No shortage of excitement at level two in Europe

BURNLEY have secured their place in next season’s Premier League, scoring plenty of goals and building the reputation of their manager, Vincent Kompany. Who joins them remains to be seen, but Sheffield United are looking good and then it is any one from half a dozen teams. Burnley have become, to some degree, too big for the Championship but not quite big enough for the Premier, although they did remarkably well for a while in their previous spell. 

Kompany is being billed as Manchester City’s next manager and receives praise on a daily basis, but it is far too early to judge whether the Belgian is a Guardiola in the making. However, Burnley will be welcomed back to the top flight, not least because their Turf Moor home is a “proper football ground” and they are, after all, a club that is part of the game’s rich heritage.

Across Europe, some big name clubs are playing in the second division of their domestic league – in Germany, there seems to be a multitude of under-achievers such as Hamburg, Hannover, Nürnberg, Kaiserslautern and Fortuna Düsseldorf. Bundesliga 2 is the best supported second tier league in the world, with an average crowd of 21,694. It does fluctuate in accordance with who comes down from the Bundesliga and in recent years, there have been some sizeable casualties.

But the teams at the top this season are Darmstadt and Heidenheim, hardly big fish in the German game but nevertheless, well-run clubs on the up once more. Darmstadt were in the top flight fairly recently, but Heidenheim have never flown so high and only reached Bundesliga 2 in 2014 for the first time. They come from a town of less than 50,000 people in southern Germany and their crowds are generally less than 10,000. On Easter Saturday, Heidenheim meet another promotion-chasing club in St. Pauli, just a few weeks after beating leaders Darmstadt 1-0 at the Voith Arena in front of 12,000. Darmstadt, meanwhile, host another pretender in Paderborn and Hamburg, currently in third place, are at home to Hannover 96.

In France, Le Havre are looking likely Ligue 2 champions with a nine point lead over Bordeaux, who are drawing the best crowds in the division, an average of 19,500. Of the three relegated sides from last season, Bordeaux are faring better than Metz and Saint-Étienne, although the former are in the battle for promotion while Les Verts are below mid-table and have also had a three-point deduction for crowd trouble at their home ground in 2021-22.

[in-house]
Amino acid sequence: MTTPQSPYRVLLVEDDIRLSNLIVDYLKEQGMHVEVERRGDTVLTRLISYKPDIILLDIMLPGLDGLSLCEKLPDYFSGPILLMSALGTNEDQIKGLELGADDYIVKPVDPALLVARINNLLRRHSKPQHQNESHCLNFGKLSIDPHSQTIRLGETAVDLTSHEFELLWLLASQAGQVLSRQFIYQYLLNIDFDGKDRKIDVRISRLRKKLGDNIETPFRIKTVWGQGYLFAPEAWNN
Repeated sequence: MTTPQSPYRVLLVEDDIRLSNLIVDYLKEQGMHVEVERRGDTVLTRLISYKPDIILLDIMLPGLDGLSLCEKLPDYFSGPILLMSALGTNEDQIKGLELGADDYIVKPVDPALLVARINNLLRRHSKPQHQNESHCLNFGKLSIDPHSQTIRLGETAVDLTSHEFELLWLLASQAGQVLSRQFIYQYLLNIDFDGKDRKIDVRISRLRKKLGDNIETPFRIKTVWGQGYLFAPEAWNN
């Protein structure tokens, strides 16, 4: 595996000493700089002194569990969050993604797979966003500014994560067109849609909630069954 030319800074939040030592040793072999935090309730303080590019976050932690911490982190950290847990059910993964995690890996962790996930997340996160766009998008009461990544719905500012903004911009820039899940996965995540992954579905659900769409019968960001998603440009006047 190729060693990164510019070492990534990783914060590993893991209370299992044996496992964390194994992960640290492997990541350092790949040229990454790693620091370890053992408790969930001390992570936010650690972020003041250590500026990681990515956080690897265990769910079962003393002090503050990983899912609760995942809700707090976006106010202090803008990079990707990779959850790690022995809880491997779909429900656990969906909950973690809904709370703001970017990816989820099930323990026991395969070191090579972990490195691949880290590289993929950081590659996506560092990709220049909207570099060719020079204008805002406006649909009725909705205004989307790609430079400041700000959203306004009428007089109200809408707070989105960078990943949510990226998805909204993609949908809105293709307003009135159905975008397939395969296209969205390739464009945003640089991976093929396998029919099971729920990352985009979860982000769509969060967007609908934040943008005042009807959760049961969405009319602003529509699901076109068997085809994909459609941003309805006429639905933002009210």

Frosinone and Genoa are at the top of Serie B in Italy, but among the play-off chasers is Südtirol from Bolzano, who are in their first season at that level. The 2021-22 campaign was the most successful in the history of a club that at plays at the Stadio Druso, which was named after a Roman general. Interestingly, the bottom five of Serie B includes teams who have recently tasted Serie A football: Venezia, Benevento, SPAL and Brescia.

Spain’s Segunda Division is a close-run contest this season with Eibar and Las Palmas currently at the top, but a cluster of clubs behind them, notably Granada, Alavés and Levante. Some lesser-known sides such as Cartagena from Murcia and Burgos still have slim hopes of making the play-offs. Further down the table, you can find Zaragoza, a name from the past, and Sporting Gijon.

Scottish football received a boost recently with the national team’s win over Spain, but it is also good to see Queens Park heading the Scottish Championship, although Dundee, Partick Thistle and Ayr United are close behind. With so many league title races a foregone conclusion and all too predictable, the second level can often become more exciting than its big brother. In Scotland that could be the case.